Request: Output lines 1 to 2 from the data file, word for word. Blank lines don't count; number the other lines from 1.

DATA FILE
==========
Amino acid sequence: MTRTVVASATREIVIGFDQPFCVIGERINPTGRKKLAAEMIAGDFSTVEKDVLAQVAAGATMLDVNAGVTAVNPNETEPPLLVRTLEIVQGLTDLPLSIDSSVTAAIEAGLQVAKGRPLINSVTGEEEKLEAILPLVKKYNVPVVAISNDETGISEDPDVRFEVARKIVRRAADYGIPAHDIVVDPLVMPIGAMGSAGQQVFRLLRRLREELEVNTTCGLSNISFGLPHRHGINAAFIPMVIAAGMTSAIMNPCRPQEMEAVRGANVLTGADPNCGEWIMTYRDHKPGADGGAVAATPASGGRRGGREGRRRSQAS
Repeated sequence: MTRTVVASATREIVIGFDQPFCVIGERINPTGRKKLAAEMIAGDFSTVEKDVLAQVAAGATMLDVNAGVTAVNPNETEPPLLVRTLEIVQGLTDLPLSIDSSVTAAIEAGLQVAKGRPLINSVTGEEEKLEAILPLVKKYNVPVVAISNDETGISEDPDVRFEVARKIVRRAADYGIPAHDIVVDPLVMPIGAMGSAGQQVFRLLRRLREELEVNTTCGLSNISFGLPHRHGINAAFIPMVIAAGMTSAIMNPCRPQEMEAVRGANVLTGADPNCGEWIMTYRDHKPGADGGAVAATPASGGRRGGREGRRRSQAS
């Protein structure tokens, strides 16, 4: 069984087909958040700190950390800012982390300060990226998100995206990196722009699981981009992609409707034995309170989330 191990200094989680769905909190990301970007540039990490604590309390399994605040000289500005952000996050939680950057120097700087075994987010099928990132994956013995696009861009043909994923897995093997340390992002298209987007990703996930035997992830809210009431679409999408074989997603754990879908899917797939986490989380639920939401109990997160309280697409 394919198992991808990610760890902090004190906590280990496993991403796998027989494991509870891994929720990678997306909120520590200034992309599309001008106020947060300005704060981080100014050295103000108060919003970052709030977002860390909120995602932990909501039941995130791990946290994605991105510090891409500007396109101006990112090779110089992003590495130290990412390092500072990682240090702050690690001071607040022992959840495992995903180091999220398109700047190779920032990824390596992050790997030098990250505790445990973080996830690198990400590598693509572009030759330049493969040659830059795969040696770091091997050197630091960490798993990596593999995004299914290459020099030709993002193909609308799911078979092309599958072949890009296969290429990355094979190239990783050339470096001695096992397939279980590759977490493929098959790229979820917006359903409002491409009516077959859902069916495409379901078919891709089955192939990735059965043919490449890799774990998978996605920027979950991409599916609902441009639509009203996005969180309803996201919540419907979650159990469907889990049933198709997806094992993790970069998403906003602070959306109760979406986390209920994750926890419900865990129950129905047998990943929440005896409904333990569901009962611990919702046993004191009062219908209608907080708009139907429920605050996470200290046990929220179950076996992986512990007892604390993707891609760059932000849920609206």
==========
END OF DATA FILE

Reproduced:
Amino acid sequence: MTRTVVASATREIVIGFDQPFCVIGERINPTGRKKLAAEMIAGDFSTVEKDVLAQVAAGATMLDVNAGVTAVNPNETEPPLLVRTLEIVQGLTDLPLSIDSSVTAAIEAGLQVAKGRPLINSVTGEEEKLEAILPLVKKYNVPVVAISNDETGISEDPDVRFEVARKIVRRAADYGIPAHDIVVDPLVMPIGAMGSAGQQVFRLLRRLREELEVNTTCGLSNISFGLPHRHGINAAFIPMVIAAGMTSAIMNPCRPQEMEAVRGANVLTGADPNCGEWIMTYRDHKPGADGGAVAATPASGGRRGGREGRRRSQAS
Repeated sequence: MTRTVVASATREIVIGFDQPFCVIGERINPTGRKKLAAEMIAGDFSTVEKDVLAQVAAGATMLDVNAGVTAVNPNETEPPLLVRTLEIVQGLTDLPLSIDSSVTAAIEAGLQVAKGRPLINSVTGEEEKLEAILPLVKKYNVPVVAISNDETGISEDPDVRFEVARKIVRRAADYGIPAHDIVVDPLVMPIGAMGSAGQQVFRLLRRLREELEVNTTCGLSNISFGLPHRHGINAAFIPMVIAAGMTSAIMNPCRPQEMEAVRGANVLTGADPNCGEWIMTYRDHKPGADGGAVAATPASGGRRGGREGRRRSQAS